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module.exports={
    // ...
    devtool: "source-map"
    // ...
}

Notice that Chart.js draws images on a canvas and it's a known issue that the drawing can be blurry. Setting devicePixelRatio to 4 helps but it does not solve the problem entirely.

Website Hosting and Domain

We registered our domain at Namecheap and the application is hosted on an AWS EC2 instance. DNS configuration is done in AWS Route53.

We manage SSL/TLS certificates via Let's Encrypt and we also enabled https connection.

Build and Deployment

We need to build the code because React code needs to be compiled and we don't want to push compiled code to our repository. We use AWS CodeBuild to build our code and generate a jar file. The jar file is uploaded to S3 and is deployed by AWS CodeDeploy.

One thing to notice about CodeDeploy is it provides many hooks. The ApplicationStop is used to stop the application. Suppose we have a bug in the ApplicationStop related configuration in the appspec.yml file or in the referenced script in code commit 1 and we make a fix in code commit 2. When the commit 2 is deployed and CodeDeploy tries to stop the application, it uses configurations and scripts from commit 1. This means deploying a bug fix for appspec.yml cannot solve the issue. Instead, we need to manually fix the issue on the host directly.

Another thing to notice is that we need to request for service limit increase to use CodeBuild and CodeDeploy. You can make the request through AWS Service Quotas. These two services require access to on-demand computing resources so you need to make sure you have the appropriate limits on those resources.

Metrics and Monitoring

It's crucial to monitor the state of the application. Many tools and services are available. In our case, we use Micrometer to record and publish metrics. Micrometer provides vendor-neutral APIs that allow us to write monitoring system-agnostic code. We choose CloudWatch as our monitoring system because we already use many AWS services to support this website.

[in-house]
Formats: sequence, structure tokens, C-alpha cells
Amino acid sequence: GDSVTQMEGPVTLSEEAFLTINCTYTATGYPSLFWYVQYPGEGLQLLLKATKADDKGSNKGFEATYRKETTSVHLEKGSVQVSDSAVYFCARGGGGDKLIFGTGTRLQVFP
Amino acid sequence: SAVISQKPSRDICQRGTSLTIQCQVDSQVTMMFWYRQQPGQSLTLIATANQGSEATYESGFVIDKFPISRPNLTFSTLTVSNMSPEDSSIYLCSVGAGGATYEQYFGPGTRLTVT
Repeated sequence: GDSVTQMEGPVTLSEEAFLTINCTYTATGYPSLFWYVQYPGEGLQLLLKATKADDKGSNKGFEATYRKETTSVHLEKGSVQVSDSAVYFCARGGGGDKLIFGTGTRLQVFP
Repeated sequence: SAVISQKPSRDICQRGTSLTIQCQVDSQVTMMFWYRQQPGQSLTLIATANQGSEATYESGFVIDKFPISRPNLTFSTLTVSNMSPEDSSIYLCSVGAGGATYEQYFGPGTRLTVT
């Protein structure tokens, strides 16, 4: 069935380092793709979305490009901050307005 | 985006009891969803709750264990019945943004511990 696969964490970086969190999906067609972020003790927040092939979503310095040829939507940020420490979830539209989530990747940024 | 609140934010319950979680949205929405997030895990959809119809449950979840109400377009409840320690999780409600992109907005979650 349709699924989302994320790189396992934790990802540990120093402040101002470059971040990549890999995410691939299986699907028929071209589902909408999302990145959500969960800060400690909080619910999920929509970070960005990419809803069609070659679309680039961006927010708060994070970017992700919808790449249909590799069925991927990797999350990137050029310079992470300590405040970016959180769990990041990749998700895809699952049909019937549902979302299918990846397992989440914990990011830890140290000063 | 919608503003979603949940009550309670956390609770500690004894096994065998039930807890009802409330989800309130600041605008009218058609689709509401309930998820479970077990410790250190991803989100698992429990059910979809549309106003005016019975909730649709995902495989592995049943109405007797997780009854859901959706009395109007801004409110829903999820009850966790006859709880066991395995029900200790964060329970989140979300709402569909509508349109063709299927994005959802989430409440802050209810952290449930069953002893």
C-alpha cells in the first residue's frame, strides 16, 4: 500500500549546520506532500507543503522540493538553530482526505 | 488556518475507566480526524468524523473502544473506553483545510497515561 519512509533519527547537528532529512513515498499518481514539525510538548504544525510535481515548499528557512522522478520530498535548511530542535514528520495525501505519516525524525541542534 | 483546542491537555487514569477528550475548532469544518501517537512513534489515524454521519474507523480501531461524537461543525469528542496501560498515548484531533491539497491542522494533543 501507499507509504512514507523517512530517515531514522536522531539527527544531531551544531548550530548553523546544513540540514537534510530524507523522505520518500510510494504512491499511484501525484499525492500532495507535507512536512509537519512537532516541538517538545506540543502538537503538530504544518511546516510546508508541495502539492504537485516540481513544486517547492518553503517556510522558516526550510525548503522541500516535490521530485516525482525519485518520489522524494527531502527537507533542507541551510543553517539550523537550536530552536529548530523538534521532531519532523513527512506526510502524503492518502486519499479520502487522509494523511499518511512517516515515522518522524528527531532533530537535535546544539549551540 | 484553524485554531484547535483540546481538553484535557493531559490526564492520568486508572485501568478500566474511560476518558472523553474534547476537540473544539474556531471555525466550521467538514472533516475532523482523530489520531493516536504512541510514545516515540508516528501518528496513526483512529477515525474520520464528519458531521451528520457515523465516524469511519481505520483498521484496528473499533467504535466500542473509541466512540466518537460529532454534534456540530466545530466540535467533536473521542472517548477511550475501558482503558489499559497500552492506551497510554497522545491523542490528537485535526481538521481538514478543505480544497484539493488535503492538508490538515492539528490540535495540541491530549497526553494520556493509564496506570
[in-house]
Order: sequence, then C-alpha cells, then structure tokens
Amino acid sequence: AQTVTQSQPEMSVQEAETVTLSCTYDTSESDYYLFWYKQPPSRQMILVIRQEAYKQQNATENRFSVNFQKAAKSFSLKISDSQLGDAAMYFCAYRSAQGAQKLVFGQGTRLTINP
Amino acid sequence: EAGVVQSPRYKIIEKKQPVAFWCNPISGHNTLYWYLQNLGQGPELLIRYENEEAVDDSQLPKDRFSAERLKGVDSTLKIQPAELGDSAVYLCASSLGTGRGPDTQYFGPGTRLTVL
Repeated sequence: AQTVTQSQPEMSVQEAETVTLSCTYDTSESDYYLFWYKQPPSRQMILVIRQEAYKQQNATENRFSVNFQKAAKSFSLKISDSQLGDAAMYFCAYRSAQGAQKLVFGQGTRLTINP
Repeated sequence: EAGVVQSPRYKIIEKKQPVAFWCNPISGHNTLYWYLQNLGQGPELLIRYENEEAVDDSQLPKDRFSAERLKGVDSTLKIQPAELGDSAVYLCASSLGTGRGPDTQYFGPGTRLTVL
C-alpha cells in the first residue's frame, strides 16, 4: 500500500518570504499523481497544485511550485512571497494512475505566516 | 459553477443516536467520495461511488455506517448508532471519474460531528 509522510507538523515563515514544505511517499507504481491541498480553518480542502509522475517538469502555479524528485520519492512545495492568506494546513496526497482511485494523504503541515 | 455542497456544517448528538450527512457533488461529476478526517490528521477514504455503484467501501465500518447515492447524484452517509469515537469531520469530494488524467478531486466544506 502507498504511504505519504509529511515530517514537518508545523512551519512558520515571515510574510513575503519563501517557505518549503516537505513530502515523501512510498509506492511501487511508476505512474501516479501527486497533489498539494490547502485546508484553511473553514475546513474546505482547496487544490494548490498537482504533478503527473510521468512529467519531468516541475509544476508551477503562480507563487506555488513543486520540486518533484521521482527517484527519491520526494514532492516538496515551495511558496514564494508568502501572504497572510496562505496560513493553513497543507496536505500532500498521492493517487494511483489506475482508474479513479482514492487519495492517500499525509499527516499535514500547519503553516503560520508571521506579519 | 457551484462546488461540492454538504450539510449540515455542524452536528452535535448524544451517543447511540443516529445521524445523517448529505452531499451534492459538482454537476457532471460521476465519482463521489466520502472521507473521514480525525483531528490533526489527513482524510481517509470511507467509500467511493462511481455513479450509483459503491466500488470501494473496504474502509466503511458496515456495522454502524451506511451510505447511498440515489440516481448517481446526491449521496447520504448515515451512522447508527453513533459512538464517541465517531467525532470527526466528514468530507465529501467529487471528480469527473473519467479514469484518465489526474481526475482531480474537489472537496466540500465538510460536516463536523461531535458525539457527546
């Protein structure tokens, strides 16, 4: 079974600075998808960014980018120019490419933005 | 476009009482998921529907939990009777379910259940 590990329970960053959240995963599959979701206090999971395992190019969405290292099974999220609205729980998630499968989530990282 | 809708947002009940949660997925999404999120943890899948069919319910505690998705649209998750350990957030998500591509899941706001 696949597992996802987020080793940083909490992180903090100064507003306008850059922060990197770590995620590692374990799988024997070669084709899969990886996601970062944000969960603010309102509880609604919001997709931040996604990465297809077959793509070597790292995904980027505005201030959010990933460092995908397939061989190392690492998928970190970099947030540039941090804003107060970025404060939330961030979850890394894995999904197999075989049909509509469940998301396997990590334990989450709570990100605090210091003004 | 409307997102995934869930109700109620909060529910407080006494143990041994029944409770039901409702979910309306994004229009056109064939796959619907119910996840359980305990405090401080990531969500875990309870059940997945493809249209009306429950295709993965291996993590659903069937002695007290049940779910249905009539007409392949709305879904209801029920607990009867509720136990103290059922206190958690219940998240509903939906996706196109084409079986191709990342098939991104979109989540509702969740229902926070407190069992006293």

It requires minimal configuration to set up Cloudwatch using Micrometer. The Micrometer website provides the instruction. See more details in Micrometer Cloudwatch.

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<dependency>
    <groupId>io.micrometer</groupId>
    <artifactId>micrometer-registry-cloudwatch2</artifactId>
    <version>1.10.2</version>
</dependency>

It seems that there is a bug in the implementation of CloudWatchConfig: it cannot load properties from application.properties file.

There are two options to solve the issue:

  1. Override the get(String s) method
  2. Override the getter methods such as namespace().

If you want to use option 1, make sure you print out the parameter string s and verify it has the expected value. You may need to the prefix() method too otherwise the properties listed in Micrometer support in Spring Cloud AWS may not be picked. up.

If you use option 2, your code may look like the one below:

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@Bean
public MeterRegistry createMeterRegistry(
        @Value("${management.metrics.export.cloudwatch.namespace}") final String namespace,
        @Value("${management.metrics.export.cloudwatch.stepInSec}") final int stepInSec) {

    log.info("CloudWatchMeterRegistry bean is created with namespace={}, stepInSec={}", namespace, stepInSec);
    final CloudWatchConfig micrometerCloudWatchConfig = new CloudWatchConfig() {
        @Override
        public String get(String s) {
            return null;
        }

        @Override
        public Duration step() {
            return Duration.ofSeconds(stepInSec);
        }

        @Override
        public String namespace() {
            return namespace;
        }
    };

    final CloudWatchAsyncClient client = CloudWatchAsyncClient.builder()
            .credentialsProvider(this.awsCredentialsProvider)
            .build();

   return new CloudWatchMeterRegistry(micrometerCloudWatchConfig, Clock.SYSTEM, client);
}